The conference, organized in partnership with the Micro, Small and Medium Enterprises Development Agency (MSMEDA), aimed to bring together more than 600 direct investment specialists from 50 different countries, responsible for more than $1.5 trillion of assets.
During one of the roundtable discussions, African venture capitalists were asked which company in their portfolio they were most excited about and they answered this:
1. Twiga: streamlining supply chains
Twiga, a Kenyan start-up, was selected by Maurizio Caio, founder and managing partner of TLcom Capital. Twiga, founded in 2014, uses a smartphone app to connect farmers and small business owners. When a seller is short of a certain item, they can use the Twiga app to place an order, and the company will fill it directly from their warehouse or from a small farmer and ship it within 24 hours. Twiga also invested $10 million in its own farms last year through a new subsidiary called Twiga Fresh.
2. Touch and Pay: digitizing micro-transactions for the transportation sector and beyond
Idris Bello, Managing Partner of LoftyInc Capital Management, has praised Nigerian fintech startup Touch and Pay. Bus tickets in Nigeria can be paid by commuters using the product offered by the startup called the Cowry card. Bello compared it to the Oyster card in London. Customers’ Cowry wallets can be used for more than just carrying; they can also be used for financial transfers, airtime purchases, payments for interstate travel and merchant transactions.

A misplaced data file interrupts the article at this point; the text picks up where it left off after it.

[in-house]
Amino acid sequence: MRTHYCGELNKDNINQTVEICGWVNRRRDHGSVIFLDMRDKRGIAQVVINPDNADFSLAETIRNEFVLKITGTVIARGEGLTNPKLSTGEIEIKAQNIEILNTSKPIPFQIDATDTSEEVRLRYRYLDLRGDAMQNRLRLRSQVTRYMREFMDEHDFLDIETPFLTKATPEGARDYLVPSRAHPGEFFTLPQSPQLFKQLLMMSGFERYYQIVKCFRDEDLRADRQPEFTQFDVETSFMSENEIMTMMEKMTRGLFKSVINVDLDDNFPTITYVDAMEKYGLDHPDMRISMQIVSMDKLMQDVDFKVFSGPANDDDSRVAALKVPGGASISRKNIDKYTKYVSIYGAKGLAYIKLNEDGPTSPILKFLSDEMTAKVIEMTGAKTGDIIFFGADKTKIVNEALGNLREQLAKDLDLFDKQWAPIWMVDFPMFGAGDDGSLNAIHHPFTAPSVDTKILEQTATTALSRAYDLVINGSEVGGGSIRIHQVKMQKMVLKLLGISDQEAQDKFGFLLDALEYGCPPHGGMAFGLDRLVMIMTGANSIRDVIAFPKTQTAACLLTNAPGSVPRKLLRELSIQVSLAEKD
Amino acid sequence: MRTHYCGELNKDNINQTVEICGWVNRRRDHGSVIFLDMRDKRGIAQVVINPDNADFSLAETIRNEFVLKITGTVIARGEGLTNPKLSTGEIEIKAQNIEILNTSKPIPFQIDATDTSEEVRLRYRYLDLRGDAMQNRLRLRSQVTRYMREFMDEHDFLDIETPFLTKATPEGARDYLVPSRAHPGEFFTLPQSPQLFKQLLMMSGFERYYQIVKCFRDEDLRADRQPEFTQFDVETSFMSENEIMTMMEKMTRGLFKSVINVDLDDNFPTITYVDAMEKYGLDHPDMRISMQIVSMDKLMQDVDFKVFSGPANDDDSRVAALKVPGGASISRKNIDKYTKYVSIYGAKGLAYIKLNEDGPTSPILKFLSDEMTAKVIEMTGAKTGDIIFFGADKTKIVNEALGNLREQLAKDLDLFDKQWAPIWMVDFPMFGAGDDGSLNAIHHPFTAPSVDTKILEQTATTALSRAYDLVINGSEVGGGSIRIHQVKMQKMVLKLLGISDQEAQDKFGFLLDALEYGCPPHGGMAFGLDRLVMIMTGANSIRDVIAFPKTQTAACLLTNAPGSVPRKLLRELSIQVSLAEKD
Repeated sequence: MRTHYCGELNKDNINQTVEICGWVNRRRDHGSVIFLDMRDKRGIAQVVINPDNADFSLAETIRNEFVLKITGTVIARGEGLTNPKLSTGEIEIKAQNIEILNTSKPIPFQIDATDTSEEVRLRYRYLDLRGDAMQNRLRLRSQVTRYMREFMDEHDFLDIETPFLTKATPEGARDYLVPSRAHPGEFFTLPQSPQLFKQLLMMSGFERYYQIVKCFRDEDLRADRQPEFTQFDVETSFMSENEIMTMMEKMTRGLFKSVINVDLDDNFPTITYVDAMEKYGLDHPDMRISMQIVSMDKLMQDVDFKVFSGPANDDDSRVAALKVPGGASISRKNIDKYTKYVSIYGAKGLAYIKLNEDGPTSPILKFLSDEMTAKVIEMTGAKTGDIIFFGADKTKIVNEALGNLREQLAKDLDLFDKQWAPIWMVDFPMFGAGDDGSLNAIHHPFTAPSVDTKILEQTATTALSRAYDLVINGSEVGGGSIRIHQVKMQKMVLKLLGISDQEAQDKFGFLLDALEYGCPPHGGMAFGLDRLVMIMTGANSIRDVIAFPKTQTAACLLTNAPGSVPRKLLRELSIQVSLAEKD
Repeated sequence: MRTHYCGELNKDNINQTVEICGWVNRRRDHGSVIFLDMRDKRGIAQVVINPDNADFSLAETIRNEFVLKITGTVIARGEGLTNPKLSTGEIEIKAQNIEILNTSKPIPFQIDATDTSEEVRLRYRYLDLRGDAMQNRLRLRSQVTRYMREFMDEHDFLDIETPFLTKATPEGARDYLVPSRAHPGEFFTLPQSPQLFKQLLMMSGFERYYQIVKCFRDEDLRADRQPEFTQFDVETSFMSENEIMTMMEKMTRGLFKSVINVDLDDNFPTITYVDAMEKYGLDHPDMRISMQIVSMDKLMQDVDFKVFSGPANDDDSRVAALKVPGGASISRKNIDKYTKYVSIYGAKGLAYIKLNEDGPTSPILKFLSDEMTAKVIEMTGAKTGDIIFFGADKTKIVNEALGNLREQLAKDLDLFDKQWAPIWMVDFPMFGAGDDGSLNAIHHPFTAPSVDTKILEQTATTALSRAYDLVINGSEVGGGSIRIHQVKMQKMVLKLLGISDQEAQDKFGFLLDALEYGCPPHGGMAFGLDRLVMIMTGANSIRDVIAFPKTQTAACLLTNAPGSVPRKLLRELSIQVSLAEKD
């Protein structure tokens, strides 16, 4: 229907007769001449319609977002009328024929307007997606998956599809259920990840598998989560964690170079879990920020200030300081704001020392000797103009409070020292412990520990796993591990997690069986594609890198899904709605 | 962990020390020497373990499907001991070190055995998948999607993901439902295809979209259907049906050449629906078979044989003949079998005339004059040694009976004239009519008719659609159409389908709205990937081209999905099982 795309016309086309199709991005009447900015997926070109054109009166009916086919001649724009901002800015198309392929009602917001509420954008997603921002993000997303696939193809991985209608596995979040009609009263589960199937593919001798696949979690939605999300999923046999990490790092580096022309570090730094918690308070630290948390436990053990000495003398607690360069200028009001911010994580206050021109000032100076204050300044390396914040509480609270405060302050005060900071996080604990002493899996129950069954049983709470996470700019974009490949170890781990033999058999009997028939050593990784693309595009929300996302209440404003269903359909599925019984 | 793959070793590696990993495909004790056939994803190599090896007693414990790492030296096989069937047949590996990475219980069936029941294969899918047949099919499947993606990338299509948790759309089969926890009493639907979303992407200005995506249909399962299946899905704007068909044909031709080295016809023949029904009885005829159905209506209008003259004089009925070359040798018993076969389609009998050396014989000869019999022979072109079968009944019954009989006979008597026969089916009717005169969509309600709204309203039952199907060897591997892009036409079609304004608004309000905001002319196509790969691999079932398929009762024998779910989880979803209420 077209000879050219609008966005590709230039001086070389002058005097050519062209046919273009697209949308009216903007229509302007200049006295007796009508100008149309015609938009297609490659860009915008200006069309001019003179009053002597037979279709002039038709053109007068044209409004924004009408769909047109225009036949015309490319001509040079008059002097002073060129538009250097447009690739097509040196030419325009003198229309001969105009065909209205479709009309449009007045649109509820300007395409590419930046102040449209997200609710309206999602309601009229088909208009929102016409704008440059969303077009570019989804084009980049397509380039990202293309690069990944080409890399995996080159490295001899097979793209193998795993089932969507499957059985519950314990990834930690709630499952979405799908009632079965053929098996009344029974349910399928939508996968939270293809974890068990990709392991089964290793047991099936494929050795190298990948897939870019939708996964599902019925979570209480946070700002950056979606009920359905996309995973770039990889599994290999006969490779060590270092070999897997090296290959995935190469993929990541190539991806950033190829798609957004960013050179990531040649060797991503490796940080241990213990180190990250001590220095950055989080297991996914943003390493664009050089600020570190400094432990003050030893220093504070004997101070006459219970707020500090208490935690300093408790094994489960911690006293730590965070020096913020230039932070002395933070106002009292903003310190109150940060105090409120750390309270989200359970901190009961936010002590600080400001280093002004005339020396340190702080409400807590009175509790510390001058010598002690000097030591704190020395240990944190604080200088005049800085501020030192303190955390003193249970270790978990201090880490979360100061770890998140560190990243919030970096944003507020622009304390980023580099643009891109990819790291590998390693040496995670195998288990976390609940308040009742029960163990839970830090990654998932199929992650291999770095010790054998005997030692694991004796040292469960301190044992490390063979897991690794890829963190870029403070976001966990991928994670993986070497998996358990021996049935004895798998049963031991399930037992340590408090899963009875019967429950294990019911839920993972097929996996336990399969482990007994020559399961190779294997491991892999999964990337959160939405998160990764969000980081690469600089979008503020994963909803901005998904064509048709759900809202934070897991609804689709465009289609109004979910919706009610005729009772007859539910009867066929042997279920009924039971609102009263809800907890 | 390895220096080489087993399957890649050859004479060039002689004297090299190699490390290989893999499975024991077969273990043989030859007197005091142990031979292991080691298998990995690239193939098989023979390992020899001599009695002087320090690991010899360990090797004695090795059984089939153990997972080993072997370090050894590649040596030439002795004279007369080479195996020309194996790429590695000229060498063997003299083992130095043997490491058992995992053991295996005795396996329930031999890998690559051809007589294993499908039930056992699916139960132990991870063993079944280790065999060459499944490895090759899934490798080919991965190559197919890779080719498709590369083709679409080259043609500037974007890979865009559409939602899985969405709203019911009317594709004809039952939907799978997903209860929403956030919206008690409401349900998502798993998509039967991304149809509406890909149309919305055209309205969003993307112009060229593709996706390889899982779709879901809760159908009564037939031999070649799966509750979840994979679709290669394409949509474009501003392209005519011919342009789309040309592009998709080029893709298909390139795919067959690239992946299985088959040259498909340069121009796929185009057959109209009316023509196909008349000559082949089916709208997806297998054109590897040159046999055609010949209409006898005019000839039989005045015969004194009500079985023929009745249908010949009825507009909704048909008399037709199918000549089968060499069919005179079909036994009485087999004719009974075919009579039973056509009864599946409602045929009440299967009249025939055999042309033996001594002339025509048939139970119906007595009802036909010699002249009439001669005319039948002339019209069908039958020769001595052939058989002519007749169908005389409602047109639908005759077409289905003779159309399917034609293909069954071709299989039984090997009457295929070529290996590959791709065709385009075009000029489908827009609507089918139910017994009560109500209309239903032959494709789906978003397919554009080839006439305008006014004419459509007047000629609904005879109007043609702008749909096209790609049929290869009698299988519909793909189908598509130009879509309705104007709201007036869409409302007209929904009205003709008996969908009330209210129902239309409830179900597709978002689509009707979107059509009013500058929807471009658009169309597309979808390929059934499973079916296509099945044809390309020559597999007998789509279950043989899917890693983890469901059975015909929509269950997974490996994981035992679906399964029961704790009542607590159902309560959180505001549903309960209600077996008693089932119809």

3. Fuelin: manage fuel consumption
Dina El Shenoufy, chief investment officer of Flat6Labs, mentioned Fuelin, an Egyptian company that provides a platform for logistics companies to track and manage their fleet’s fuel consumption. Fuel expenses can represent 50-60% of a company’s annual revenue in an environment of volatile oil prices and significant inflation. Effective management is therefore essential.
In 2022, the World Economic Forum revealed that 92% of African investments in technology are made by just four countries: Nigeria, Egypt, Kenya and South Africa. A similar report published a year earlier by the African Development Bank (AfDB) showed that these four countries represent around a third of the continent’s start-up incubators and accelerators and receive 80% of foreign direct investment (FDI) in Africa. .
According to the seventh edition of Disrupt Africa’s African Tech Startup Funding Report, the top four startups collectively raised $1.9 billion in 2021, representing 92.1% of all investments made in Africa. The dominance of the big four in Africa’s startup sector is a long-standing trend, as evidenced by the most recent statistics. It’s no surprise, then, that the startups hailed at the African Private Capital Association’s annual conference come from three of Africa’s big four tech innovators.